With about one fourth of the Israeli voters undecided near the end of the elections which started on Tuesday morning, three major parties -- centralist Kadima, left-wing Labor Party and right-wing Likud is making the last efforts to win the floating voters.
Kadima's running forward in the polls is not really new. The big surprise of Tuesday's general elections may come from small parties, some people said.
It seems that more and more Israelis are choosing alternative ways of voicing their opinions, like voting for small and new parties -- or not voting at all.
One of the party is called "Hagimlaim", meaning in Hebrew "the retirees". It is a party which represents the retired and elderly population.
Israel's elderly have become a very needy sector. So, even younger people who want their vote to "mean something" are now voting "Hagimlaim", also because they are aware that they, too, will some day be older and in need of good representatives in the parliament.
More than five million people are registered to participate in the elections in 8,280 stations across the country. But until Tuesday afternoon, voters turnout in the election for the 17th Knesset was the lowest in Israeli history.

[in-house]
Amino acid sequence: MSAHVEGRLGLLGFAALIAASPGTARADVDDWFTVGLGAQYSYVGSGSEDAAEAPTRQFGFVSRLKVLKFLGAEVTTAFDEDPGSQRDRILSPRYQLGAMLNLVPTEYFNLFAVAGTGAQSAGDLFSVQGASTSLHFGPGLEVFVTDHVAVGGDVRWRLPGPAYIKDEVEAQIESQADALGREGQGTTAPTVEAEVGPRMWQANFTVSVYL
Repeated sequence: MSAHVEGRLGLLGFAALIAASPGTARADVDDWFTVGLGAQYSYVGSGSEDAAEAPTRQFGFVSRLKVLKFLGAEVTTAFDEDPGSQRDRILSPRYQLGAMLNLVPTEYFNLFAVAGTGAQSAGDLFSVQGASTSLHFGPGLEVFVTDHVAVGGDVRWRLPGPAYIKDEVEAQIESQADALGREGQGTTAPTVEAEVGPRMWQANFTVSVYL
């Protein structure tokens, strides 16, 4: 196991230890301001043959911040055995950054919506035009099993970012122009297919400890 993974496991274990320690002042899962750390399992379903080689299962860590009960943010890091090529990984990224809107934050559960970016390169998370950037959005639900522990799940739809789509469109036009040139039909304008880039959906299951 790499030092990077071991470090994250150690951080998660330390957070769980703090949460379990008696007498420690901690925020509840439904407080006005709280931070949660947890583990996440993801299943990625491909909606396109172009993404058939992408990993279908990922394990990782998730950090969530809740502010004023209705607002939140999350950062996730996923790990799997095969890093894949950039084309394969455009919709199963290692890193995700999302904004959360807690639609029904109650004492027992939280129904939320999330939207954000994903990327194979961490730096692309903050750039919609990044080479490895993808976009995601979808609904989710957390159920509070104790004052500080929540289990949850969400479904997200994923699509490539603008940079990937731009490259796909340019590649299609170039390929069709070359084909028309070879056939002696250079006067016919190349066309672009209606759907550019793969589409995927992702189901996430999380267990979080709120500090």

In order to be convenient, most polling stations are located in schools. Inside the voting room, four people were sitting behind a long table with their backs to the wall, facing the entrance.
These people are the "poll committee", since they are the ones who check the voter's name and ID, and hand him or her a blue envelope bearing the emblem of the state of Israel.
The committee consists of representatives of two different political parties and of regular citizens who are there to oversee the process.
While Likud chairman Beyamin Netanyahu urges people to "go out and vote", Labor leader Amir Peretz is busy traveling from one city to another to attract voters attention.
Outside one of the polling stations in Jerusalem, a supporter of Kadima was sending advertisements to the coming voters. "I hope I can do something to make sure the winning of Kadima," she said.
The polls and the media show that many people have chosen to shift their previous political loyalties in Kadima's direction, because ailing Prime Minister Ariel Sharon's last moves like the disengagement from Gaza were actually at the centre of popular consensus.
But is this actually so? This is something only the results will truly be able to say.
Another Kadima supporter, who was previously a loyal voter of the Labor Party, said she decided to make the move to Kadima at the moment she heard that Sharon has chosen to establish the new political party. She believed Sharon knew what the right path is towards a good future for Israel.
However, some other people also consider the voting as a fun.
In a polling station in Tel Aviv, one woman was saying to the other cynically, "Thank goodness the election takes place only once in two years, and not four like they should have, in this way we have a chance to see each other."